© 2024
Play Live Radio
Next Up:
0:00 0:00
Available On Air Stations

Rep. Mark will seek Hinds’ open Mass. State Senate seat in 2022

A bearded white man speaks while seated at a table with a brick wall behind him and a mic with a WAMC logo on it in front of him
Josh Landes
Paul Mark

Last week, Democratic Massachusetts State Senator Adam Hinds of the Berkshire, Hampshire, Franklin and Hampden district announced that he would run for Lieutenant Governor in 2022. Now, a familiar face has emerged as a candidate to fill Hinds’ Senate seat: 2nd Berkshire District Democratic State Representative Paul Mark. With the results of the 2020 census in, Mark’s sprawling rural district that bridges Berkshire and Franklin Counties will be eliminated as Massachusetts redraws state and Congressional district lines. In an exclusive interview with WAMC, Mark explained why he’s running for Senate – and who he’s backing in the 2022 Democratic primary for governor.

MARK: I'm really happy to tell you today for the first time out of my own lips that I will be announcing my candidacy for State Senate in the Berkshire, Hampshire, Franklin and Hampden District, which is going to be 57 communities. And so the reason I'm running is because the work I've been doing in the legislature isn't done ye, and the work of this region isn't done yet. And it's such an amazing opportunity to try to work together for the entire county, and for all four counties of the region to try to make sure that our voices are heard. And I think a lot of the work I've been doing over the past 10 years, and most specifically, during the four years that I was chair of redistricting, and really taking a lot of time to try to promote that census, was just making sure that our voice, our rural voice, our Western Massachusetts voice is never forgotten in Boston, and also never forgotten in Washington and trying to maximize the impact of that voice. And so moving over to the Senate is going to be, I hope, a really great opportunity to continue that work and to continue with a bigger platform, a platform that extends across all communities in Berkshire County, and a platform that includes the ability of being one of a chamber that only has 40 members- So, where everybody has, I think, a more equal voice, and a voice where you can really put your stamp and your region’s stamp on some of the amazing, important policy decisions that are going to be before us in the coming years.

WAMC: Now, in the musical chairs of Western Massachusetts politics, the current state senator, Mr. Adam Hinds, is now running for lieutenant governor in next year's election. What's your report card on three terms of Senator Hinds in the role that you seek to fill?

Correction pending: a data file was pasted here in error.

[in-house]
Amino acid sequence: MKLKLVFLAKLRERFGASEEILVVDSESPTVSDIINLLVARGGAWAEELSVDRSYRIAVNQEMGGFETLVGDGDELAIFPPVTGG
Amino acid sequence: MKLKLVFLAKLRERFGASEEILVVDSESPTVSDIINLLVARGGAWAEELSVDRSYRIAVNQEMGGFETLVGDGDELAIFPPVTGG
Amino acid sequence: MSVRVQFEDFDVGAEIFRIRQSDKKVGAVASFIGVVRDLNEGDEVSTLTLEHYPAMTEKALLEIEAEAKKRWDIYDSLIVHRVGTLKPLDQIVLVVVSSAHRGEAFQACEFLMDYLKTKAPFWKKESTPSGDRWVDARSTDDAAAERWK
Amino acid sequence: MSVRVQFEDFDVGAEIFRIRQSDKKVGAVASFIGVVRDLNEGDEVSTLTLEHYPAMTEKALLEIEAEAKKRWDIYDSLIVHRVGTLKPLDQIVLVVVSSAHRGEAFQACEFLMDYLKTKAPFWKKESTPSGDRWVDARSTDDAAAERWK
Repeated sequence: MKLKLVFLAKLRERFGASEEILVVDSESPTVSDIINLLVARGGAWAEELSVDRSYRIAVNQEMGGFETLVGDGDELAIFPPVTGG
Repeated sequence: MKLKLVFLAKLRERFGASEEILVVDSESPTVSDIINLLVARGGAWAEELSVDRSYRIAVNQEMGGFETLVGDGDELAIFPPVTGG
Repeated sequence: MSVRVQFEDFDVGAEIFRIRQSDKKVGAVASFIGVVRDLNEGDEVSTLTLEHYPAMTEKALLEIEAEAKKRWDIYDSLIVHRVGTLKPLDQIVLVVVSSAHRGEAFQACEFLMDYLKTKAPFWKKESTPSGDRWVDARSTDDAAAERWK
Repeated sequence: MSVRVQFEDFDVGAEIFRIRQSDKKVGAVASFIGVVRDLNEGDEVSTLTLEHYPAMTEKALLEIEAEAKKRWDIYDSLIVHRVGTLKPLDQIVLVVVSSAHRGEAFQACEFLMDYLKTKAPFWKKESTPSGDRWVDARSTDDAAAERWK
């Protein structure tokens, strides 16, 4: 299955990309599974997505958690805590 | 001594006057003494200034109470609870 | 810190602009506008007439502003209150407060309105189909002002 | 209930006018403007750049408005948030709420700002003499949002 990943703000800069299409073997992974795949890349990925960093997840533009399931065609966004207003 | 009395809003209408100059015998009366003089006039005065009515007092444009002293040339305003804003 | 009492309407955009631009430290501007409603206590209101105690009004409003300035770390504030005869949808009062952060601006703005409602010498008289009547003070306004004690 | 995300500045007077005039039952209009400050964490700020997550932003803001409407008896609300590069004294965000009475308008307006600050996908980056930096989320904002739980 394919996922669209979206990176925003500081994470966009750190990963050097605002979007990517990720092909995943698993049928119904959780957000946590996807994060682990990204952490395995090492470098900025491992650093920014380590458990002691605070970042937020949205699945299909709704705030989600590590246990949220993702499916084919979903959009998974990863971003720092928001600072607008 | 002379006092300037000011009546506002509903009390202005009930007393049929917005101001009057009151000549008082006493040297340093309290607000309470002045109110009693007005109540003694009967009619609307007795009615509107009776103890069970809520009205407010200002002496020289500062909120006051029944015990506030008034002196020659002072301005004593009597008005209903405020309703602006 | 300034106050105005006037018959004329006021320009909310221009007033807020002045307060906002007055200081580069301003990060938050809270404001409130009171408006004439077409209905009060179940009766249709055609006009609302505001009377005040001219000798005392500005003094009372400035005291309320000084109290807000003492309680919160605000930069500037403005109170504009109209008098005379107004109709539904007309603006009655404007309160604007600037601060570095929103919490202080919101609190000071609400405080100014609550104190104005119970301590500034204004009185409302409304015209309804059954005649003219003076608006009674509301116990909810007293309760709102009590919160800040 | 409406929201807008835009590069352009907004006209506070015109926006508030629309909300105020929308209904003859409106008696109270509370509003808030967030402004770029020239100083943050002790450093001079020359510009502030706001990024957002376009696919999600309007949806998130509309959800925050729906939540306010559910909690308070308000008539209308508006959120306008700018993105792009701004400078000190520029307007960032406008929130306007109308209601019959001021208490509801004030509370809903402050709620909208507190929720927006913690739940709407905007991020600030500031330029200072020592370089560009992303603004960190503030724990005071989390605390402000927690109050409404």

I think Adam has been really accessible as a senator. I think he's done a good job making sure that all of the 52 current communities recognize that he was available and accessible to them and that no community was left behind. And I also think one of the most important things he's worked on was probably his work on the rural school aid, trying to make sure that adequate funding was coming to our most rural communities and our smallest towns that are facing incredible obstacles, trying to keep either their local schools open or trying to fund their local school programs to make sure their students are getting the same quality education that every kid in this state should be entitled to. And like, those are two of the things that as a senator, I really want to try to pick up and run with. I partnered with Adam on the rural school aid, as have all the members of the Western Massachusetts delegation, and I want to continue that work over in the Senate. And then with the 57 communities in the town, 57 cities and towns in the senate district, I want to be as accessible and available to people, as I think Adam has been and Senator [Ben] Downing before him and as I think I've been over in the house. I've always taken a lot of pride in the fact that when I go to any one of the 29 communities that I've represented over the last 10 years in Berkshire, Franklin and Hampshire counties, that they feel like I'm their rep, and also the other towns’ rep. Like, I go to the small town of Rowe with like 350 people and their little information that they hand out when I was coming to an event would say Rowe’s Representative Paul Mark. And that always meant a lot to me. Coming from a town of fewer than 1,000 people, it's really easy to feel like you're not being effectively listened to. And so I want to keep that going and keep that voice really intact as we move into this campaign.